to writing the cold law, could have penned the immortal 
plays of this poet ; but it is just as apparent that the poet 
learned his law from sources where it was none the less 
well known. It is also apparent that he had a natural 
inclination toward the law, for otherwise the legal com- 
parisons and terms would not have come so naturally to 
him, in expressing the emotions and giving vent to the 
imaginative flights of poetry. 

It does not follow, however, from these observations, 
that the law of the plays can furnish any basis for the 
sensationalist to build up a claim of title to the plays in 
favor of a lawyer, instead of a poet, for the law is merely 
incidental in the plaj^s, whereas, the poetry is that of the 
master poet of all time. And this suggests the propriety, 
at this time, of answering the various claims of those who 
have recently attempted to give to another than the great 
poet the honor for the production of the plays, a theme 
somewhat germane to the subject of these pages and one 
upon which there has been maintained a studious and too 



lengthy silence, by those who ought to refute the claims of 
such visionaries. One may feel the utmost security in the 
possession of his title, yet when claimants are continuously 
disputing his title, the law affords an adequate remedy, by 
a- proceeding to quiet the title. Such a remedy should be 
invoked against those who, without evidence to base such 
claims upon, attempt to establish that Shakespeare has 
wrongfully enjoyed the honor of the authorship of his 
plays for the past centuries. 

In considering what is sometimes called the "Shakes- 
pearian controversy," — which has occupied the attention 
of some minds for a few years, both in England and the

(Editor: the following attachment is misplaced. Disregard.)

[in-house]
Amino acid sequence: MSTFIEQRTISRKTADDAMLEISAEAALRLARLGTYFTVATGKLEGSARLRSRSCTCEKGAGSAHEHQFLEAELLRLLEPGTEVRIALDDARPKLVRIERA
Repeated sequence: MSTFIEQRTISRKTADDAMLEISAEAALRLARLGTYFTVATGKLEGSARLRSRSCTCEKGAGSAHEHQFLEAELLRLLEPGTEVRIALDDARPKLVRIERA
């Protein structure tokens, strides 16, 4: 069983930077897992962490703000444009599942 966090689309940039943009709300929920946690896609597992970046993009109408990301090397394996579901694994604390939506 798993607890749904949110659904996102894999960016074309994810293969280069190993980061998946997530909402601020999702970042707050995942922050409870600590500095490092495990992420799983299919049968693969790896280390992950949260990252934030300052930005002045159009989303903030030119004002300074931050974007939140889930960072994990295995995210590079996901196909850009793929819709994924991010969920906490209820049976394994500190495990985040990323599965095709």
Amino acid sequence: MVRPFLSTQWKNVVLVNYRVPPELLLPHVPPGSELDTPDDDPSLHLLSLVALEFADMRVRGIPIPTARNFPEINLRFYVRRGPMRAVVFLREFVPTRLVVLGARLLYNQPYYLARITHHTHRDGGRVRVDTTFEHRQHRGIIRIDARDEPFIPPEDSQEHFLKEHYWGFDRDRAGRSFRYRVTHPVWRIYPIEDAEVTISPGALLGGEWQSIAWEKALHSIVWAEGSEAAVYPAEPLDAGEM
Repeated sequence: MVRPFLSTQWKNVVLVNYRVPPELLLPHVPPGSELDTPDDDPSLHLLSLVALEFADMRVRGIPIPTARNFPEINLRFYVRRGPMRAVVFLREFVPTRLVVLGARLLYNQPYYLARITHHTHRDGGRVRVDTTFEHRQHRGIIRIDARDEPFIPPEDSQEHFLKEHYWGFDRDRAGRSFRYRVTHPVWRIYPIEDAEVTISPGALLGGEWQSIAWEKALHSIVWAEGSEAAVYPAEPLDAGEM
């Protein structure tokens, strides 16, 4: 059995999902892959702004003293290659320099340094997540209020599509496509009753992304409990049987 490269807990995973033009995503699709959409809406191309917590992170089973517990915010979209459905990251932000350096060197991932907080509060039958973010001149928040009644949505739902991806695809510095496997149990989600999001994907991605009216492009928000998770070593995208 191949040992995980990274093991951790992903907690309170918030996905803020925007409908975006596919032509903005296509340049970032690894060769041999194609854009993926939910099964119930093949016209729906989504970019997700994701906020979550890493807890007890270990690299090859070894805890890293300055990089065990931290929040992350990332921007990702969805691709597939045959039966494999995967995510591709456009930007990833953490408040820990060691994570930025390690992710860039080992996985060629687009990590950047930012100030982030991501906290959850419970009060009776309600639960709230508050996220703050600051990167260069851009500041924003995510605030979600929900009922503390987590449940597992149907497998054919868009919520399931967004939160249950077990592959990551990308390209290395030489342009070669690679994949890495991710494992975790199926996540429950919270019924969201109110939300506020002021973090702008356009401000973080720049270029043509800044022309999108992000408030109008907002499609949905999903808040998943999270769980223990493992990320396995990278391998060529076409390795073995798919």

United States — it is found that the question of the authen- 
ticity of the plays of Shakespeare, is mooted by those who 
doubt the ability of the poet to have produced the plays, 
displaying such richness in knowledge and culture and 
such a breadth of human wisdom, because of the early lack 
of advantages of the poet and the known mean beginning 
of his career. 

Of course such pleas are those of the special advocate, 
who attempts to discredit the testimony of credible wit- 
nesses, approved by the lapse of centuries, without ques- 
tion, by mere surmises and conjectures, not entitled to be 
ranked alongside of positive proof, in the determination, 
in an orderly manner, of any such issue. 

Were there reason for such an issue, the natural way to 
regard it, in view of the undisputed testimony of reputable 
witnesses — the men of science and literature, of the time 
of Shakespeare, who have spoken upon the subject — 
would be to receive this undisputed evidence as establish- 
ing the fact affirmed. If this were true, the poet would be 
entitled to all the more credit for having produced such 
masterpieces, considering his early advantages and lack of 
training. But the special pleader never takes such matters 
of proof, in the ordinary way, but looks for hidden, myste- 
rious circumstances, with which to overthrow otherwise 
irrefutable conclusions from established facts. 


The multiplicity of legal terms and the accuracy of the 
law which the plays present — along with a few other 
circumstances, urged as a basis for such claims — furnish 
the groundwork for this superstructure of the imagination. 
But let us briefly look into the source and basis of such 

It was Walpole^ who first suggested the idea that the 
plays of Shakespeare may have been written by Lord 
Bacon, but nothing tangible, in the way of evidence, was 
offered as a basis for such suggestion, and until 1857, when 
Delia Bacon, of Ohio, published her "Philosophy of the 
plays of Shakespeare unfolded," there was never any fixed 
theory advanced that anyone but Shakespeare had pro- 
duced the plays theretofore credited to him. While very 
interesting, the conclusions of this gifted woman have 
never been regarded by competent critics as sufficient to 
overthrow the title of Shakespeare to the plays, but the 
evidence of his cotemporaries and those most familiar 
with his life's w^ork and the circumstances of his life, has 
been regarded as unshaken by these post-century theories, 
indulged in, in the face of such accumulated proof.